ALBUQUERQUE, N.M. (AP) — The skeleton folk saint known as La Santa Muerte will likely continue to grow in New Mexico and other U.S. states despite a Vatican official recently calling the saint a blasphemous symbol, according to experts.
In fact, La Santa Muerte’s popularity likely will keep gaining in the United States and might even get more popular after the Vatican official’s comment, said Andrew Chesnut, author of “Devoted to Death: Santa Muerte, the Skeleton Saint” and the Bishop Walter F. Sullivan Chair in Catholic Studies at Virginia Commonwealth University.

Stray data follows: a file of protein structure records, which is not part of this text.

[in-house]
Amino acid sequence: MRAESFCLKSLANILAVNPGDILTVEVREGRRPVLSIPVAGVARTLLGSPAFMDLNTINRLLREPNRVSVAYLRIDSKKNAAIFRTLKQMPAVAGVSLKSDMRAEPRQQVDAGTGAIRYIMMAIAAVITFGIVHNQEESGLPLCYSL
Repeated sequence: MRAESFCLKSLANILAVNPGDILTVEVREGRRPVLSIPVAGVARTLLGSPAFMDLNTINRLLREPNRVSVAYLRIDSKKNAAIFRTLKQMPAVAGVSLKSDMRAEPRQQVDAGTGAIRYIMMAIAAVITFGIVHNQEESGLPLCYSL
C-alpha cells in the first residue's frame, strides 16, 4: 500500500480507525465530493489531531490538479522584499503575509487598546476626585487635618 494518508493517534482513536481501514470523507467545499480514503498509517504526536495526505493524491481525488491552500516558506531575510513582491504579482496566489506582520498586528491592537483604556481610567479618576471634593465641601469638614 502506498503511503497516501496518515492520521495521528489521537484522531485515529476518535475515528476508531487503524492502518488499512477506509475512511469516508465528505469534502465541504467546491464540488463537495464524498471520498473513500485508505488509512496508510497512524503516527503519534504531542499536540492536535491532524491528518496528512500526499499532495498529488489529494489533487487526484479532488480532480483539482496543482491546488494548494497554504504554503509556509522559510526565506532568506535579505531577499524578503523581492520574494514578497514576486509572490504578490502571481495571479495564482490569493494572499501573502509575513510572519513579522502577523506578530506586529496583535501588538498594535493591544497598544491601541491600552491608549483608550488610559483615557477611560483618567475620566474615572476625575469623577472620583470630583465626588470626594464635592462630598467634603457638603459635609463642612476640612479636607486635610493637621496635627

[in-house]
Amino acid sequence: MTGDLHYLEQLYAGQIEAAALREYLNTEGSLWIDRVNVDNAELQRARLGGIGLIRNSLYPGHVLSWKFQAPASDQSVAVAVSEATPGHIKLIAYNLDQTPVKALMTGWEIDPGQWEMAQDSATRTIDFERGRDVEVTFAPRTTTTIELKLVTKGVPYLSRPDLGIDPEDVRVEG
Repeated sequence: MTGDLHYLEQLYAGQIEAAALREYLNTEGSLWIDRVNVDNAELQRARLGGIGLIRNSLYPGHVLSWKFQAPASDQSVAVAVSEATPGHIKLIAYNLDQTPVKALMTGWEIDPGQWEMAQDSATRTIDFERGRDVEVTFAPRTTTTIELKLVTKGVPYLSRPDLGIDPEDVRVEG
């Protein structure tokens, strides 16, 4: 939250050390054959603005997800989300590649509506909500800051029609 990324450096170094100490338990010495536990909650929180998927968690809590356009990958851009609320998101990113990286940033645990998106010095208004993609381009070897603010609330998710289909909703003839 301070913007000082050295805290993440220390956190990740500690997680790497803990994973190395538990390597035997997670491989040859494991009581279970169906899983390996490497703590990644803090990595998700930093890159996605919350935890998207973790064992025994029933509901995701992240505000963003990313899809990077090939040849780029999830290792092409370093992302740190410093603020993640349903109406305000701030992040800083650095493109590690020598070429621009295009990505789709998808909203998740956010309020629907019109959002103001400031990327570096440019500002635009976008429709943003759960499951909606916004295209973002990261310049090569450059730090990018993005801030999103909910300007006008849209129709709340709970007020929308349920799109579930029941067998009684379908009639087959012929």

“I think the comments might give law enforcement in the U.S. more probable cause for investigations,” said Chesnut. “But the comments by the Vatican might actually have the reverse effect they were seeking.”
Cardinal Gianfranco Ravasi, the Vatican’s culture minister, said this week in Mexico City that Mexico’s folk Death Saint is a blasphemous symbol that shouldn’t be part of any religion.
La Santa Muerte is a skeletal figure of a cloaked woman with a scythe in her bony hand. The folk saint is worshipped by drug traffickers in Mexico and by the terrified people who live in drug-torn neighborhoods.
The skeleton figure also in recent years has found a robust and diverse following north of the border among immigrants, artists, gay activists and the poor.
Kiko Torres, owner of Masks y Mas, an art shop in Albuquerque, said materials related to the folk saint continue to sell out in his store.
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